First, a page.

The goal of the latest Alphabet shoot is to make industrial robots more practical

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Alphabet has started another company in its company X factory moonshot, and this one is perhaps the most ambitious robotics project go out with. The just opened the firm, Intrinsic, plans to make industrial robots more accessible to people and businesses that would not otherwise be able to justify the effort invested in teaching machines. For example, you might see robotic manufacturing in multiple countries or small businesses that can automate production that previously required manual labor.

Intrinsic will focus on software tools that make these robots easier to use, more flexible, and more affordable. To that end, the company tested a combination of software tools that include AI techniques such as automated perception, motion planning, and reinforcement learning. Company chief Wendy Tan-White also has relevant experience. She launched “the world’s first” website builder with software as a service to make website development more accessible, launched early internet banking and lending services, and helped nurture startups as vice president at X.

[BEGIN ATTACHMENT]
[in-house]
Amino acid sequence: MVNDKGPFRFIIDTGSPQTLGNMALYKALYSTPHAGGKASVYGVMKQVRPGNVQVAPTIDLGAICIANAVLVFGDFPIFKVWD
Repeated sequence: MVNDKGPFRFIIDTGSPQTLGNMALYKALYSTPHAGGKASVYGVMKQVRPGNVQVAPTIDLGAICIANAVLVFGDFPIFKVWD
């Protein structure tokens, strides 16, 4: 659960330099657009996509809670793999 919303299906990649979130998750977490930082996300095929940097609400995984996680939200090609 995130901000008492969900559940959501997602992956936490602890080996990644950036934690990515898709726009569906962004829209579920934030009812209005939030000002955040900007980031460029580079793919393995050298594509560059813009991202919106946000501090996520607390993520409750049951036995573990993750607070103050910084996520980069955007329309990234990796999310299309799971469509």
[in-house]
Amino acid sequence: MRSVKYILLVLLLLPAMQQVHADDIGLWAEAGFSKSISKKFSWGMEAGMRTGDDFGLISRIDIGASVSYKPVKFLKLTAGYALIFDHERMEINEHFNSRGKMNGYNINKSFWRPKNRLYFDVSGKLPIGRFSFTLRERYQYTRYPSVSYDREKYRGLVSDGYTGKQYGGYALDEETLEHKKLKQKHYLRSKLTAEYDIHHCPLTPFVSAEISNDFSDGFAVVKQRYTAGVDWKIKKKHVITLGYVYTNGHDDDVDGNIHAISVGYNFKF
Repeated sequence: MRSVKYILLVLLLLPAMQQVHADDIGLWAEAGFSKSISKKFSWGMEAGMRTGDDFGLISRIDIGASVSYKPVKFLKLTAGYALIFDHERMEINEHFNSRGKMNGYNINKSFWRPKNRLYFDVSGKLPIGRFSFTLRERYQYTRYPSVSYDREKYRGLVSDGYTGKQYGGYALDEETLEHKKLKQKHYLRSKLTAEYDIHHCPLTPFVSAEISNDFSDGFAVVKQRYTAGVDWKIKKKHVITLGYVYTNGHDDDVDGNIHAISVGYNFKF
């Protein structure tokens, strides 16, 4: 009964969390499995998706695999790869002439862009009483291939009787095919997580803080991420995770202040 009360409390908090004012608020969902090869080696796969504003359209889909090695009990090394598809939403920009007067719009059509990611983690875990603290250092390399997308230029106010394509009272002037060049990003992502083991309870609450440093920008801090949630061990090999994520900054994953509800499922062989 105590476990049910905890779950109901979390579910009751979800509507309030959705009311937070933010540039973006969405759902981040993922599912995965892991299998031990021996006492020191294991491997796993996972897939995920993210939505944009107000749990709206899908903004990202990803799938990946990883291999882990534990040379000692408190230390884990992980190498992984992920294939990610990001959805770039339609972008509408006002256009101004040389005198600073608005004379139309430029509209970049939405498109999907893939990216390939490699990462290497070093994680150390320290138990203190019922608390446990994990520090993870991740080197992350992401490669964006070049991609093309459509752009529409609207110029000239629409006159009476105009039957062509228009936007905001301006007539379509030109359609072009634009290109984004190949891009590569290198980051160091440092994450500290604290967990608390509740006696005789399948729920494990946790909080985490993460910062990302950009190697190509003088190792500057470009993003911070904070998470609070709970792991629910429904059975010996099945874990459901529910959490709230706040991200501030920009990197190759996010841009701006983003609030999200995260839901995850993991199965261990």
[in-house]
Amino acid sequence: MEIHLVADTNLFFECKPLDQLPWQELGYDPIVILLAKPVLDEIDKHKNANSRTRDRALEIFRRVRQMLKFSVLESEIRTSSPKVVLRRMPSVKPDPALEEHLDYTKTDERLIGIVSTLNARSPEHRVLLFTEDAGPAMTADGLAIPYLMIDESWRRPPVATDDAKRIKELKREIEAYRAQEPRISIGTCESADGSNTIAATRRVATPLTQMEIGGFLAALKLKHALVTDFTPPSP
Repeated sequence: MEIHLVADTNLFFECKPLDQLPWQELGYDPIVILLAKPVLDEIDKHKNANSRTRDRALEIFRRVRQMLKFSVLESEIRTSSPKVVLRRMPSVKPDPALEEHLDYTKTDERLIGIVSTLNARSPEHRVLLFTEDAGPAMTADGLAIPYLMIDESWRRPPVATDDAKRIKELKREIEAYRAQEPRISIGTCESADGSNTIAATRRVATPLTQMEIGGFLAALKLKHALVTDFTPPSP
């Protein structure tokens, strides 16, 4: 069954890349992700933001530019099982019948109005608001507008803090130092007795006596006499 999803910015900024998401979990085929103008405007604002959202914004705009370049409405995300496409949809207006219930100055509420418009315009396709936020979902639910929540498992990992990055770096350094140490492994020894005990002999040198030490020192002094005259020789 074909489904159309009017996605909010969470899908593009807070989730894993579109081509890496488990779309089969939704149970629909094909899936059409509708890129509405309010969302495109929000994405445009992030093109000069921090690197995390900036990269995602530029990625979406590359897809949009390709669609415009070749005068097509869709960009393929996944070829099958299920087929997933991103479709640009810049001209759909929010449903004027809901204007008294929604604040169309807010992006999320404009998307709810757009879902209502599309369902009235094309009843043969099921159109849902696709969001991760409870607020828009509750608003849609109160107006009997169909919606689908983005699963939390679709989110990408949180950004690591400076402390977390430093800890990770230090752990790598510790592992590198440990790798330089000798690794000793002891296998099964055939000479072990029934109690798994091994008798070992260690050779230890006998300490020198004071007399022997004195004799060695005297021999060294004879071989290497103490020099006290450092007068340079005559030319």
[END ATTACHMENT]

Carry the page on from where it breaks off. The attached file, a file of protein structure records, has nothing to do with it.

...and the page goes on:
The technology is still early, but there are already promising results. During their development at Xu, the team trained the robot to establish a USB connection in two hours (instead of programming it for hundreds of hours) and had the robotic hands make simple furniture (shown below). Automation would not be “realistic or affordable” for efforts like these that use existing technology, Intrinsic said.

Intrinsically / X

The new company still has a lot of work to do. It is now more focused on creating a practical product and “validating” its technology. It is also hunting for partners in car manufacturing, electronics and healthcare who currently use industrial robots. If Intrinsic succeeds, it could make robotics fairer and fill gaps in production. The company even suggests that its work could help the environment – the closer robot factories are to humans, the less emissions are needed to transport goods to customers.

This could prove challenging. Rethink Robotics has spent years developing collaborative robots that learn with simple human guidance, just to go out as sales lagged. X moonshot companies are also not guaranteed to succeed – take a look Loon’s destiny as an example. Alphabet money could help where companies like Rethink struggle, and Intrinsic is more focused on solving overall robotics problems rather than specific scenarios. This effort may have a better chance than most.

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